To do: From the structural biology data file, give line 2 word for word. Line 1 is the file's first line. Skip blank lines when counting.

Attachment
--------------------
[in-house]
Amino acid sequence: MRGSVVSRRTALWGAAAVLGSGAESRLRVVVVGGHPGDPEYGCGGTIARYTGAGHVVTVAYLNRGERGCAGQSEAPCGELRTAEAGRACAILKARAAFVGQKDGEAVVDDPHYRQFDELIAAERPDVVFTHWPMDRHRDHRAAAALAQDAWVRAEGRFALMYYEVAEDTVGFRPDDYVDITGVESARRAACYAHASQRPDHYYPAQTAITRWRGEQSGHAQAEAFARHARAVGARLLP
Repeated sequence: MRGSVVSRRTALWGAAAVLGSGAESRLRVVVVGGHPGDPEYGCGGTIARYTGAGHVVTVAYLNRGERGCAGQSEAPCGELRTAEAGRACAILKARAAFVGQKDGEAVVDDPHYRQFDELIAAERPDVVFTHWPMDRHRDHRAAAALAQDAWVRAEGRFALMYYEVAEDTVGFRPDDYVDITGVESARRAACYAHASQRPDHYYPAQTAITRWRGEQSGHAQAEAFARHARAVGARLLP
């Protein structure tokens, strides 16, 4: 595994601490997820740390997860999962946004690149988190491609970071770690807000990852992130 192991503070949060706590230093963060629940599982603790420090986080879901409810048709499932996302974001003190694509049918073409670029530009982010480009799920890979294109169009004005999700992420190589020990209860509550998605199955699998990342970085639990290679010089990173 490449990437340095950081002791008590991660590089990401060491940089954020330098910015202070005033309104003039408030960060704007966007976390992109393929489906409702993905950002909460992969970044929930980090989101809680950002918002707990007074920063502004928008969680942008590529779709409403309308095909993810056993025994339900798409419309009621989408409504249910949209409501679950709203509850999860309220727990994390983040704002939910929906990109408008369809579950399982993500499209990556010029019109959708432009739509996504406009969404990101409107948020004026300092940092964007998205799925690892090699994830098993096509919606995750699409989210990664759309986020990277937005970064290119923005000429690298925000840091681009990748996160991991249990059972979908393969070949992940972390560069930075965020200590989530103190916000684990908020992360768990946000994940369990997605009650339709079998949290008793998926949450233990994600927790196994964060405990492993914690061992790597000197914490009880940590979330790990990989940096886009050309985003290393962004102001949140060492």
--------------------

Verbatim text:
Amino acid sequence: MRGSVVSRRTALWGAAAVLGSGAESRLRVVVVGGHPGDPEYGCGGTIARYTGAGHVVTVAYLNRGERGCAGQSEAPCGELRTAEAGRACAILKARAAFVGQKDGEAVVDDPHYRQFDELIAAERPDVVFTHWPMDRHRDHRAAAALAQDAWVRAEGRFALMYYEVAEDTVGFRPDDYVDITGVESARRAACYAHASQRPDHYYPAQTAITRWRGEQSGHAQAEAFARHARAVGARLLP